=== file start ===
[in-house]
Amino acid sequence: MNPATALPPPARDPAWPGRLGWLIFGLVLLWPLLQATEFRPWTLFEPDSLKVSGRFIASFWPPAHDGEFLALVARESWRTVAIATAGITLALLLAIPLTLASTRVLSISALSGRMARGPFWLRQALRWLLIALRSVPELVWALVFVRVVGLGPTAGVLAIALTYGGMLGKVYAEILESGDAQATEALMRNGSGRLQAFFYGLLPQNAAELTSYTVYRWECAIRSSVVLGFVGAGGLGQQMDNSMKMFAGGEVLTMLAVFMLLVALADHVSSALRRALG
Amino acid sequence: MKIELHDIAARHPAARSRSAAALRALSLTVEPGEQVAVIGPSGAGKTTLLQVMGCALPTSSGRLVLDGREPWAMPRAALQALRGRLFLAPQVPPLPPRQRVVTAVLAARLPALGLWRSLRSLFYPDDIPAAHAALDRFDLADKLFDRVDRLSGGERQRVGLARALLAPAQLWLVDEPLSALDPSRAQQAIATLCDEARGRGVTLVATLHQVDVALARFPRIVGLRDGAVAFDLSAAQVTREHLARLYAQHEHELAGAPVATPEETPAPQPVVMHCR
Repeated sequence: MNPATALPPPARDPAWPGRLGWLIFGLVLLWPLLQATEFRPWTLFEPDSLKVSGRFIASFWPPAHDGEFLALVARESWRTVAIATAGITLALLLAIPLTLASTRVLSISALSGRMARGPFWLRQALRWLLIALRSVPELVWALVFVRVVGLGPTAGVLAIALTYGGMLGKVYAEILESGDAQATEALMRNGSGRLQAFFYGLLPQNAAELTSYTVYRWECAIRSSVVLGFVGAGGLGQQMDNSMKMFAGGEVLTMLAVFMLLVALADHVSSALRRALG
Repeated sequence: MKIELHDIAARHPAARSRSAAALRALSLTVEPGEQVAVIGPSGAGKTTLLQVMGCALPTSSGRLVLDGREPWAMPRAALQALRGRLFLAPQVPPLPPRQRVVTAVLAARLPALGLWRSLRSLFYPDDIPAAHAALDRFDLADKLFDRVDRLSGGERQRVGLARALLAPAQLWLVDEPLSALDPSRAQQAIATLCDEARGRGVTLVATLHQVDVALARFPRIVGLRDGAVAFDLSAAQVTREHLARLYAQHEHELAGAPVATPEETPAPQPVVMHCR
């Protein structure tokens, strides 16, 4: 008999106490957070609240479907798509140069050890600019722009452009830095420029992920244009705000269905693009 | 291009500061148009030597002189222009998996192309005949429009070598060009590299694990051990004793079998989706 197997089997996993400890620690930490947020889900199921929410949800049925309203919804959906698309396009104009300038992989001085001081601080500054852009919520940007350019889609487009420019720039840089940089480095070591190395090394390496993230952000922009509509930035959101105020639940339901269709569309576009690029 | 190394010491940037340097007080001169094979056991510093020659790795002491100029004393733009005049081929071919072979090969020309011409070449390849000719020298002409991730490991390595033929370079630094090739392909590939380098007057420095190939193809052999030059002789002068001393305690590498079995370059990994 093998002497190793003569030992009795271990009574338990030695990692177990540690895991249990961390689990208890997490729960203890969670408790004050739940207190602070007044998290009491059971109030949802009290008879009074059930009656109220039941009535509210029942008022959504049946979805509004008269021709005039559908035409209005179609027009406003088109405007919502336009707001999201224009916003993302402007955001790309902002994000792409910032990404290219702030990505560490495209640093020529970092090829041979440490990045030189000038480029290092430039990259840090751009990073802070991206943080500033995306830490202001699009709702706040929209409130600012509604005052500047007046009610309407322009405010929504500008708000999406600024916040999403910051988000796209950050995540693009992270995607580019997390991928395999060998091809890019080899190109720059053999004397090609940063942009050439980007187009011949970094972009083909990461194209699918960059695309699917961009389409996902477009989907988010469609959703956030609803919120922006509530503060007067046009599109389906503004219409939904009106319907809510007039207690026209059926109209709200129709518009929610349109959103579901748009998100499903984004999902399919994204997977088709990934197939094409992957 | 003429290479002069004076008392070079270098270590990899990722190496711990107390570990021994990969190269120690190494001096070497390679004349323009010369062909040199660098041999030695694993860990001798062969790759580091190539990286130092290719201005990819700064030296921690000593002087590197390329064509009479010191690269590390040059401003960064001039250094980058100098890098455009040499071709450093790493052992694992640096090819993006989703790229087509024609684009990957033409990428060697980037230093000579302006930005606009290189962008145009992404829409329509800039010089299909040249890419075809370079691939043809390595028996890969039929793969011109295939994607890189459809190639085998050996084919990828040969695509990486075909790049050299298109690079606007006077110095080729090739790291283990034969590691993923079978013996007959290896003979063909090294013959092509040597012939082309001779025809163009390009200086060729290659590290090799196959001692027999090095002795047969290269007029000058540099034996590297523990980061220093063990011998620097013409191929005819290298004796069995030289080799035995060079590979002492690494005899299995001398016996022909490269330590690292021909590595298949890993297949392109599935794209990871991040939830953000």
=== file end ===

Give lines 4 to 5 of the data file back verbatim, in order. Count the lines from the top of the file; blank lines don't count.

Repeated sequence: MNPATALPPPARDPAWPGRLGWLIFGLVLLWPLLQATEFRPWTLFEPDSLKVSGRFIASFWPPAHDGEFLALVARESWRTVAIATAGITLALLLAIPLTLASTRVLSISALSGRMARGPFWLRQALRWLLIALRSVPELVWALVFVRVVGLGPTAGVLAIALTYGGMLGKVYAEILESGDAQATEALMRNGSGRLQAFFYGLLPQNAAELTSYTVYRWECAIRSSVVLGFVGAGGLGQQMDNSMKMFAGGEVLTMLAVFMLLVALADHVSSALRRALG
Repeated sequence: MKIELHDIAARHPAARSRSAAALRALSLTVEPGEQVAVIGPSGAGKTTLLQVMGCALPTSSGRLVLDGREPWAMPRAALQALRGRLFLAPQVPPLPPRQRVVTAVLAARLPALGLWRSLRSLFYPDDIPAAHAALDRFDLADKLFDRVDRLSGGERQRVGLARALLAPAQLWLVDEPLSALDPSRAQQAIATLCDEARGRGVTLVATLHQVDVALARFPRIVGLRDGAVAFDLSAAQVTREHLARLYAQHEHELAGAPVATPEETPAPQPVVMHCR